Ukraine Truce Shudders as PM Warns of Possible ‘Default’

Updated on
Ukraine's Premier Arseniy Yatsenyuk
Ukraine's Premier Arseniy Yatsenyuk told lawmakers in Kiev today, “To receive financial aid in order to survive in this difficult time, not to allow default, we need an international donor conference, the approval of Ukraine’s program, and to get support from our western partners.” Photographer: Martin Divisek/Bloomberg

Pro-Russian rebels killed three Ukrainian soldiers, jolting a two-day-old truce in the nation’s east as Prime Minister Arseniy Yatsenyuk called for an international donor conference to avoid a possible “default.”

The casualties follow Ukraine’s Dec. 9 decision to halt hostilities in an attempt to start new talks with insurgents its it’s fighting in the Donetsk and Luhansk regions. Ukraine needs to expand a $17 billion international bailout program that’s keeping its economy afloat after bonds fell to a record, Economy Minister Aivaras Abromavicius said yesterday, adding it’s too early to say how much more aid Ukraine requires.

“To receive financial aid in order to survive in this difficult time, not to allow default, we need an international donor conference, the approval of Ukraine’s program, and to get support from our western partners,” Premier Arseniy Yatsenyuk told lawmakers in Kiev today.

The country may need to almost double its emergency loan “within weeks” to avoid bankruptcy, the Financial Times reported Dec. 9, citing unidentified officials. Representatives from the International Monetary Fund arrived in Kiev this week to discuss further payments under the existing program and a possible expansion.

International Support

“Part of the mission is assessing the financing needs of Ukraine and how those financing needs will be fulfilled,” IMF spokesman William Murray told reporters today in Washington. “It’s really important that the donor community step up and provide financing.”

Yatsenyuk referred to the Financial Times story today, telling lawmakers it was the newspaper, not he, saying the country may need the extra $15 billion in aid.

“It is very difficult for us to get out of this crisis alone, without the support of international partners it is practically impossible,” Yatsenyuk said.

His finance minister, Natalie Jaresko, said Ukraine is “neither in default, nor in a pre-default condition,” according to an interview with weekly magazine Focus.

“This question isn’t being discussed at the government at all,” Focus quoted her as saying. “Though no one conceals that the situation is very difficult: Ukraine needs urgent stabilization of the financial sector, including the banking sector.”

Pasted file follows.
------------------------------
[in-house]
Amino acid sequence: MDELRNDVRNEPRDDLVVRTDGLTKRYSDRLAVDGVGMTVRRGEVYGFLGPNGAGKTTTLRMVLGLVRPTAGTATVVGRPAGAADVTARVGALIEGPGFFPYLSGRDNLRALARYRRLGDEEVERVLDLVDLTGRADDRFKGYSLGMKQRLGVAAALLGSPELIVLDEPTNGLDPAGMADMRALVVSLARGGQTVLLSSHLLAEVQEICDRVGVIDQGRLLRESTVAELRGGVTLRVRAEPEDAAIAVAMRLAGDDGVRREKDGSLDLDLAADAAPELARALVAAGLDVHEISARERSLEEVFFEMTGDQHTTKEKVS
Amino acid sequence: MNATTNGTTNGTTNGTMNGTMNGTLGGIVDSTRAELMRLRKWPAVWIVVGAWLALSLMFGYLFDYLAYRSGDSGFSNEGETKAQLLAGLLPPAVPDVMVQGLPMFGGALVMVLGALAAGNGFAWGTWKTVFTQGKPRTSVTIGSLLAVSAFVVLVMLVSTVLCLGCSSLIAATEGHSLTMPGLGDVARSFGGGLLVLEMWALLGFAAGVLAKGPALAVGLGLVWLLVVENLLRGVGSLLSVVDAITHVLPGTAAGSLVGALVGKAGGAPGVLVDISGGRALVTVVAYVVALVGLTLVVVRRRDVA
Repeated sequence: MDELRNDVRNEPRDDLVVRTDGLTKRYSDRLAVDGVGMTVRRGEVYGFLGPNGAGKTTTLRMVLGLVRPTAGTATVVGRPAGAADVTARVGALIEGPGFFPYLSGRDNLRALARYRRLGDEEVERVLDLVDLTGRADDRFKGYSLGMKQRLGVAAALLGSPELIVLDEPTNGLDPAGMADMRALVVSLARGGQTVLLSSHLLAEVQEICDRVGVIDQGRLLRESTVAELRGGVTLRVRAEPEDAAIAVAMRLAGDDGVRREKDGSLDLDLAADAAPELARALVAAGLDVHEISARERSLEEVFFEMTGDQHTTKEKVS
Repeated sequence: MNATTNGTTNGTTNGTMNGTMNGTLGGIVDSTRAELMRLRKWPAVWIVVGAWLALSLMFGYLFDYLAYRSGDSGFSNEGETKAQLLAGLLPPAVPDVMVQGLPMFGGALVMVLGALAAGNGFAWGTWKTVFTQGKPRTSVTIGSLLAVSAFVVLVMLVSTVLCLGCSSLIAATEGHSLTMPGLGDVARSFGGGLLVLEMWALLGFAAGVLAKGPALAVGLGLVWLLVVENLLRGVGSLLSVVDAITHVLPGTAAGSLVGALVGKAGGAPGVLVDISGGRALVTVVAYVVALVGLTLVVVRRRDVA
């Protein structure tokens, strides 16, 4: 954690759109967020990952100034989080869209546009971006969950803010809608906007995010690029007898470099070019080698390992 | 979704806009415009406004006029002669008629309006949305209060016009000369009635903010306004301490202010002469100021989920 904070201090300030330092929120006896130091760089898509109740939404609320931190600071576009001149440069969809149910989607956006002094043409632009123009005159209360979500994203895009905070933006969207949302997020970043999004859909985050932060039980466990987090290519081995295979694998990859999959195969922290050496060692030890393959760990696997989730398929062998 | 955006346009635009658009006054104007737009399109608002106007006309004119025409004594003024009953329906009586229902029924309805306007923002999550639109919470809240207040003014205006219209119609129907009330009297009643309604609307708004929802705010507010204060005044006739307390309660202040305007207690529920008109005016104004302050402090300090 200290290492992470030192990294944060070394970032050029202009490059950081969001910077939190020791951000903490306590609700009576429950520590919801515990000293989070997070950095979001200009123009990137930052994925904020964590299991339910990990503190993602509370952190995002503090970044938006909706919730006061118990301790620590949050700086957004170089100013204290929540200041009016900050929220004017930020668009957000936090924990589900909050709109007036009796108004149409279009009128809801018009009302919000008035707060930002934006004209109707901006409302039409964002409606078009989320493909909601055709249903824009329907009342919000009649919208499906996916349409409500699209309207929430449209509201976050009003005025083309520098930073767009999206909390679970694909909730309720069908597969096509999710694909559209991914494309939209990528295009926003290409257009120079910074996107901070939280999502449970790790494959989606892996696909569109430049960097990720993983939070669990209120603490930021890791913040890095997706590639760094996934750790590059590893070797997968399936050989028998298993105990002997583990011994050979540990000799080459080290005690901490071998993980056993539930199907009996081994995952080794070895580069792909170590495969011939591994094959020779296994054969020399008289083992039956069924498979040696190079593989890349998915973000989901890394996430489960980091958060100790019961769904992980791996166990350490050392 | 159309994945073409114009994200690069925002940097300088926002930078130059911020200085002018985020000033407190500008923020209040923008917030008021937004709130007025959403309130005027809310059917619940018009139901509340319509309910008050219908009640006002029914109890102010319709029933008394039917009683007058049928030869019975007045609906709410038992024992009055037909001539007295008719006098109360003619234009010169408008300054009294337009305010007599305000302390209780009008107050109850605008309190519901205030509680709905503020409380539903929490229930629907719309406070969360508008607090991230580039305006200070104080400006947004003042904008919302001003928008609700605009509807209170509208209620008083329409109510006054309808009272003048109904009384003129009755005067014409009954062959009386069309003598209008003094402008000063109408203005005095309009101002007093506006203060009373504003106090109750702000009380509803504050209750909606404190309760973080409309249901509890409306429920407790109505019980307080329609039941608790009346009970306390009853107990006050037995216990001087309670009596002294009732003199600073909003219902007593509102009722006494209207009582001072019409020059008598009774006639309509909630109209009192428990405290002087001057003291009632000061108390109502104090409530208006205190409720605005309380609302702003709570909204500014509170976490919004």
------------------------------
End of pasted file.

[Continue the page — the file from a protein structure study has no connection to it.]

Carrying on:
Spending Cuts

She added that she has asked ministries to find ways to cut their spending by 25 percent next year, Focus reported.

Political turmoil between Ukraine and Russia and its effect on Europe is among the biggest risks to the global economy next year, Bank of Canada Governor Stephen Poloz told reporters in New York today.

Concerns are growing that the government in Kiev will be unable to repay its debts as the fighting in two eastern breakaway regions takes its toll on Ukraine’s economy. The conflict has wiped out 20 percent of the country’s economic potential, according to the prime minister.

Ukraine’s dollar bonds due July 2017 tumbled 6 cents to a record-low 67.4 cents on the dollar yesterday. The price rose to 68.2 cents today by 5:27 p.m. in Kiev, yielding 26.98 percent, or almost double the rate on bonds maturing in April 2023. The hryvnia weakened for a ninth day to 15.72 per dollar, taking its depreciation this year to 48 percent, the worst among all currencies tracked by Bloomberg worldwide.

Peace Talks

Yatsenyuk’s new government needs to adopt a 2015 budget and tax laws complying with IMF requirements to qualify for the next $2.8 billion disbursement of its bailout package. Ukraine needs the cash to repay debt, buy heating fuel for winter and stem the hryvnia’s slump.

The authorities in Kiev and rebel leaders yesterday worked on the timing and agenda for the next round of peace talks in the Belarusian capital, Minsk. A cease-fire clinched Sept. 5 has been broken almost daily, with 192 Ukrainian troops killed since then, the army said.

The conflict has triggered the worst standoff between Russia and the U.S. and its European allies since the fall of the Iron Curtain. Ukraine and its supporters blame Russian President Vladimir Putin for instigating the crisis. Russia denies involvement.

The rebels must demonstrate complete control of armed groups for the Minsk talks to go ahead, former President Leonid Kuchma, Ukraine’s envoy to the negotiations, was cited as saying by the news service Interfax.

Lysenko said a new date for talks wasn’t yet clear.

Along with the three soldiers killed, eight were wounded in attacks by militants in the last 24 hours, Lysenko said. The rebels broke the truce 22 times in the past 24 hours, the National Security and Defense Council said on Facebook today.

The rebels said they started to pull back their artillery from south of the self-proclaimed Donetsk People’s Republic, news service Interfax reported, citing a separatist leader Denis Pushilin.

Before it's here, it's on the Bloomberg Terminal. LEARN MORE